Demystifying the Dark Art of Electrolyte Design for Next-Generation Batteries

Creating the Building Blocks for Next-Generation Batteries

With over a trillion tons of carbon dioxide in the atmosphere and global temperatures expected to rise anywhere from 2 to 9.7 degrees Fahrenheit (1.1 to 5.4 degrees Celsius) over the next 80 years, the transition from fossil fuels to renewable energy is a pressing issue that requires immediate attention. Humanity will require whole new energy storage technologies to complete the change.

The current standard, lithium-ion batteries, use volatile electrolytes and can only be recharged around 1,000 times before their capacity is drastically decreased. Other prospective successors are dealing with their own problems.

Long needle-like abnormalities called dendrites emerge whenever electrons are shuttled between the anode and cathode of lithium metal batteries, for example, resulting in a limited lifespan.

Such perplexing chemistry, according to Chibueze Amanchukwu, Neubauer Family Assistant Professor of Molecular Engineering at the University of Chicago's Pritzker School of Molecular Engineering, boils down to one incorrect and generally neglected process: current electrolyte design.

“The current approach to battery design, specifically with electrolytes, works like this: I want a new property, I look for a new molecule, and I mix it together and hope that it works,” Amanchukwu explained. “But because battery chemistries are always changing, it becomes a nightmare to predict what new compound you should use out of the million possible options. We want to demystify the dark art of electrolyte design.” 

The third key component within a battery is the electrolyte, which is a specific material, usually a liquid, that permits ions to pass from the anode to the cathode. An electrolyte, on the other hand, must meet a large list of specific requirements, such as adequate ionic conductivity and oxidative stability, which are made even more difficult by the millions of possible chemical combinations.

Amanchukwu and his colleagues intend to catalog as many electrolyte components as possible, making it easy for any researcher to develop, manufacture, and describe a multifunctional electrolyte that meets their demands. They compare the technique to a popular building toy.

“The beautiful thing about Legos, and the aspect we’re going to replicate, is the ability to build different structures out of individual pieces,” Amanchukwu said. “You can use the same 100 Lego pieces to build any number of structures because you know how each piece fits together—we want to do that with electrolytes.” 

How to catalog a million components

Amanchukwu starts with the archives to make his electrolyte building blocks. Electrolytes have been studied by scientists for over a century, and their data is open to anybody willing to comb through it.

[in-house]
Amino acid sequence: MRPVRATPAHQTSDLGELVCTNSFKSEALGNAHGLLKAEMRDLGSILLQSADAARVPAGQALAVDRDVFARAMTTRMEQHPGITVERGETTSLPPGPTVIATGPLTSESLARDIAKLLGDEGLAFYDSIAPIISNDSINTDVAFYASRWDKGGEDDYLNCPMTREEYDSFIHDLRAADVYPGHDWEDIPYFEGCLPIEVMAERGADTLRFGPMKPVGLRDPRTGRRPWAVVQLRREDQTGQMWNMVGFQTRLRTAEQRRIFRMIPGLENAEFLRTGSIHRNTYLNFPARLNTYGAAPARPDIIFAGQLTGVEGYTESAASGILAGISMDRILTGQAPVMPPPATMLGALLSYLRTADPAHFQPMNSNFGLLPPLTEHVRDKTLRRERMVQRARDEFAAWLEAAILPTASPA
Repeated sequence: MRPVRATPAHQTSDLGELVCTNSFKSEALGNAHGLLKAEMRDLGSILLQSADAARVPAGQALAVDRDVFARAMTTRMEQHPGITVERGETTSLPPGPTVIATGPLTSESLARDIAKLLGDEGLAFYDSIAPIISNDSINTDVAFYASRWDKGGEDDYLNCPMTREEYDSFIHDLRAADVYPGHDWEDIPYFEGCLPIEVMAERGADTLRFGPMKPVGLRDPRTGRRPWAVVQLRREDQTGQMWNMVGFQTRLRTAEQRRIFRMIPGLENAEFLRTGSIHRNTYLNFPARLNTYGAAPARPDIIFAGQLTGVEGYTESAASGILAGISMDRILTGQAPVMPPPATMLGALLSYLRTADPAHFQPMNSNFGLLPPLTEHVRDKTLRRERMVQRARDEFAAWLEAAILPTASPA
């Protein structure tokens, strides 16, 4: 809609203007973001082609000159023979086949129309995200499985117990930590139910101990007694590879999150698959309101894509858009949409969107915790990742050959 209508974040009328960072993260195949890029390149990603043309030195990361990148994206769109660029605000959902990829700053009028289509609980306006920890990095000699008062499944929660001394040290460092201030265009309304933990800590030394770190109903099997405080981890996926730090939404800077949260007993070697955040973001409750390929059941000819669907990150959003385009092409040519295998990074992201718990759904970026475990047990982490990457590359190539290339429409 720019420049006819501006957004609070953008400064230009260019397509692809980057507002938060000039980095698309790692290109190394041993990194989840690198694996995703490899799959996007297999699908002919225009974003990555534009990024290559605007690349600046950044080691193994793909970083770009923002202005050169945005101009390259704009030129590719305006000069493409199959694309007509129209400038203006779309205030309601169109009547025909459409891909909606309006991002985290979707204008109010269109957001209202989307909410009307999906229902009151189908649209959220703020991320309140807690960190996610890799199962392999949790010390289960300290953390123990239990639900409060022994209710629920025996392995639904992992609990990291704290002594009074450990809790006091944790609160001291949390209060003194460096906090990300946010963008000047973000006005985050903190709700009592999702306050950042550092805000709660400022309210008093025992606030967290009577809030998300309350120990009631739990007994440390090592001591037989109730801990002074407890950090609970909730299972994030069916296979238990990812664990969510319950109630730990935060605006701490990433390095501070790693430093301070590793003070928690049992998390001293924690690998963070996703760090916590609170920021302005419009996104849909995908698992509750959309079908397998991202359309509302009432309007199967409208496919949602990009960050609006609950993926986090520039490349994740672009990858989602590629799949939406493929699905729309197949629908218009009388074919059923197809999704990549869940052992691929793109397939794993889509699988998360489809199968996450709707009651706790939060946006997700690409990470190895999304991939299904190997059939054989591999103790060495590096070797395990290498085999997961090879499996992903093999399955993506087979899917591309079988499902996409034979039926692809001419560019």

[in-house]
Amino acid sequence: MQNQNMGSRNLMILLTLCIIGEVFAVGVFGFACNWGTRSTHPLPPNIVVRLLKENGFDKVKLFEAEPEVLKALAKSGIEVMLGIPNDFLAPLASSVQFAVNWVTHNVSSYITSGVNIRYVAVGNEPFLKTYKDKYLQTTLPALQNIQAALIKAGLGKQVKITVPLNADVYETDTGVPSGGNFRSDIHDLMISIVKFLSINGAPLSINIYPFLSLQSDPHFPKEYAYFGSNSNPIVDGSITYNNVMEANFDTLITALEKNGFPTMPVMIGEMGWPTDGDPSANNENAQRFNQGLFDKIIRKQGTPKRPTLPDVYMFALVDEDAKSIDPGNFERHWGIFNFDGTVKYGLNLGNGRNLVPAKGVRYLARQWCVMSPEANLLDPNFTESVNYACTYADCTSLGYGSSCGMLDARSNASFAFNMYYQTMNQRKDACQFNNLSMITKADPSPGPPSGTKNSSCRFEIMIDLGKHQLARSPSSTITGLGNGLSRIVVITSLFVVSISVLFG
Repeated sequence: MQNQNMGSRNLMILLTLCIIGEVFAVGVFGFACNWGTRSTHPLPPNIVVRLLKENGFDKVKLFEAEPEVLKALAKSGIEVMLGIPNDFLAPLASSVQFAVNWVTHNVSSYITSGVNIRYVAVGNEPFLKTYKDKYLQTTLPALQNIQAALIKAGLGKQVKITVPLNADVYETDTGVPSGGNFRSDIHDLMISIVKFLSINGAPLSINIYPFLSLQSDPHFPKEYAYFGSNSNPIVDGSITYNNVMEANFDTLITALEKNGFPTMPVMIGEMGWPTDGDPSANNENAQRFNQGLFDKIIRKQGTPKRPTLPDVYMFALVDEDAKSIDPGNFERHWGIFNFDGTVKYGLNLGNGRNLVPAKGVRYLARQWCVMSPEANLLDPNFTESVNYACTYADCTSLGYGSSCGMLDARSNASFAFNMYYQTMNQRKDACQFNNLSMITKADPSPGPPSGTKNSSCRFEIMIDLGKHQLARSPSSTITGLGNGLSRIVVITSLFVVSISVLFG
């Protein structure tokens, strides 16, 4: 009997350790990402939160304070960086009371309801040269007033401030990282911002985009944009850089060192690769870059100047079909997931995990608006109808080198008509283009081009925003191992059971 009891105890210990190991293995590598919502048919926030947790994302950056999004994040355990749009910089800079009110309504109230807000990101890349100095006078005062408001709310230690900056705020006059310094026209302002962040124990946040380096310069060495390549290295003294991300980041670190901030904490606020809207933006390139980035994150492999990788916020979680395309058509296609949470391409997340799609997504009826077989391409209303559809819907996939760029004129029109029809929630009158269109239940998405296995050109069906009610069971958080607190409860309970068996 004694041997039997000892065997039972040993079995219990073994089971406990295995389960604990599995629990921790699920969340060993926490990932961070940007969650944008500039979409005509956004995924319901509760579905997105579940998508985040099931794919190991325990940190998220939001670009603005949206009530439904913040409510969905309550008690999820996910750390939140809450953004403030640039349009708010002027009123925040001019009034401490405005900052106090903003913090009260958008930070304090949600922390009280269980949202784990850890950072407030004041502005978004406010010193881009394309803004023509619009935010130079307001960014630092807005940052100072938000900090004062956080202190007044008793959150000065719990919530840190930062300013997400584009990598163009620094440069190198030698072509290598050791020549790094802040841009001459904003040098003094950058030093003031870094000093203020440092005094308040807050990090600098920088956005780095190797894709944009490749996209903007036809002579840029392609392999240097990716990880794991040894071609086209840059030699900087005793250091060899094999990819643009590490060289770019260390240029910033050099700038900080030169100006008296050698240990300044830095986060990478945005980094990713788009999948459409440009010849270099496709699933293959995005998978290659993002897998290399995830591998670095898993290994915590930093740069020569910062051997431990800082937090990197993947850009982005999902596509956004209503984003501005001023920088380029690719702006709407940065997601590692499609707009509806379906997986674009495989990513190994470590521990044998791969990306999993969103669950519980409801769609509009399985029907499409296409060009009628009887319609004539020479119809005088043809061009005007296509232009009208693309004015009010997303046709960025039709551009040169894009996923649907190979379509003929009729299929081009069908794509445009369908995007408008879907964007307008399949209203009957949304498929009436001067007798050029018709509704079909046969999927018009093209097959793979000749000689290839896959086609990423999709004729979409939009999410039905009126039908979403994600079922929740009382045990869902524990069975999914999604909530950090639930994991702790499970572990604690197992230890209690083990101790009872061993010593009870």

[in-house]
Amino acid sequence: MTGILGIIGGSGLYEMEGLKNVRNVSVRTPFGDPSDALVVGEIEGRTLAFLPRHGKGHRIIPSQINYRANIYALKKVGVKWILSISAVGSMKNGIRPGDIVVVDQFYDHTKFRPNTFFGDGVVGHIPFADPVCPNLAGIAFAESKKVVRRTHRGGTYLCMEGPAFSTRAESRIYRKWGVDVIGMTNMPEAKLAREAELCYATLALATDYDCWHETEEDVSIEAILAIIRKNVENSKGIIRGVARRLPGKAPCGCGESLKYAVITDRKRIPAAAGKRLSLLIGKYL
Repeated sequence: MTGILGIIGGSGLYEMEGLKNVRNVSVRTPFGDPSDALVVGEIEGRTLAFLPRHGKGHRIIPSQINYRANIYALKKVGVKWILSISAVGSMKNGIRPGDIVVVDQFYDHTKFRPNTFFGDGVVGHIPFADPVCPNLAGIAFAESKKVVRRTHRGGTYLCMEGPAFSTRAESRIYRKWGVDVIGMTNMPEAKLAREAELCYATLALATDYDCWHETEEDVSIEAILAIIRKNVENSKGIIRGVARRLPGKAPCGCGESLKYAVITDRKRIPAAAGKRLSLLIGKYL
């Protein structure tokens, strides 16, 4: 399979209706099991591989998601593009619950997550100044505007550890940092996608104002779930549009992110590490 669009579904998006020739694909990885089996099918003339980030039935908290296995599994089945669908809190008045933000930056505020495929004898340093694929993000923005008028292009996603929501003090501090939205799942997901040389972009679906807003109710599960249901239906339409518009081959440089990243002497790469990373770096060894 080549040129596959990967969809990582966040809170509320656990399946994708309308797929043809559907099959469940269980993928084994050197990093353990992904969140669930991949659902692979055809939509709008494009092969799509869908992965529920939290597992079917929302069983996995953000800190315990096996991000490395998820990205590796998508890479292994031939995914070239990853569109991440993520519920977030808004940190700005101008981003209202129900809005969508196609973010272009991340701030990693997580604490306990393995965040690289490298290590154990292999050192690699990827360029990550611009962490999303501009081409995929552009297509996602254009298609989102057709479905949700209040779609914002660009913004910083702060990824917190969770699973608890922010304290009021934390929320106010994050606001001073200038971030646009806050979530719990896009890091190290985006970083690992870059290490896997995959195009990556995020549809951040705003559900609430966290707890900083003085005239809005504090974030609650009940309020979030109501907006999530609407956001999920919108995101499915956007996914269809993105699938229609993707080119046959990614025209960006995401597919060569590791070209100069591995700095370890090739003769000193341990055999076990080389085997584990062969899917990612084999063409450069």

To scrape data from scientific publications, Amanchukwu and his team employ "natural language processing," a form of machine learning software. Researchers create and analyze promising chemicals using methods such as nuclear magnetic resonance (NMR), a relative of MRI, to better understand their characteristics and optimize them even more.

The chemicals are then placed in actual batteries and evaluated again, with the results being transmitted back into the system.

The ultimate result is a database of electrolyte components that may be mixed and matched to meet specific requirements. A system like this would significantly speed up the creation of new batteries, but its influence would be seen well beyond that.

Electrolytes are now used in two ways in carbon capture technologies. During the capture phase, one electrolyte works as a solvent to aid in the separation of carbon dioxide from the air, while a second electrolyte aids in the conversion of carbon dioxide into a useful product such as ethylene.

This procedure, however, consumes a lot of energy. Amanchukwu believes that an electrolyte with the correct properties may combine both procedures, collecting CO2 while also turning it into a beneficial product.

A personal quest

Amanchukwu's attempts to effect change aren't limited to the lab. He is in charge of PME's educational and outreach programs, many of which are aimed at luring underrepresented minorities to STEM areas.

His annual Battery Day teaches K-12 kids about the creation of batteries via hands-on activities and art. It will also involve a series of workshops held at Nigerian institutions on topics such as “applying to graduate school” and “careers in energy.”

When asked what motivates him to do outreach and alter electrolyte design, Amanchukwu said that both are personal to him, noting multiple terrible catastrophes his family has experienced in Texas and California.

“As someone from Nigeria,” he explained. “I realized that any technology we make needs to be relevant to people back home so that we are all fighting to solve climate change problems and not leaving anyone behind.”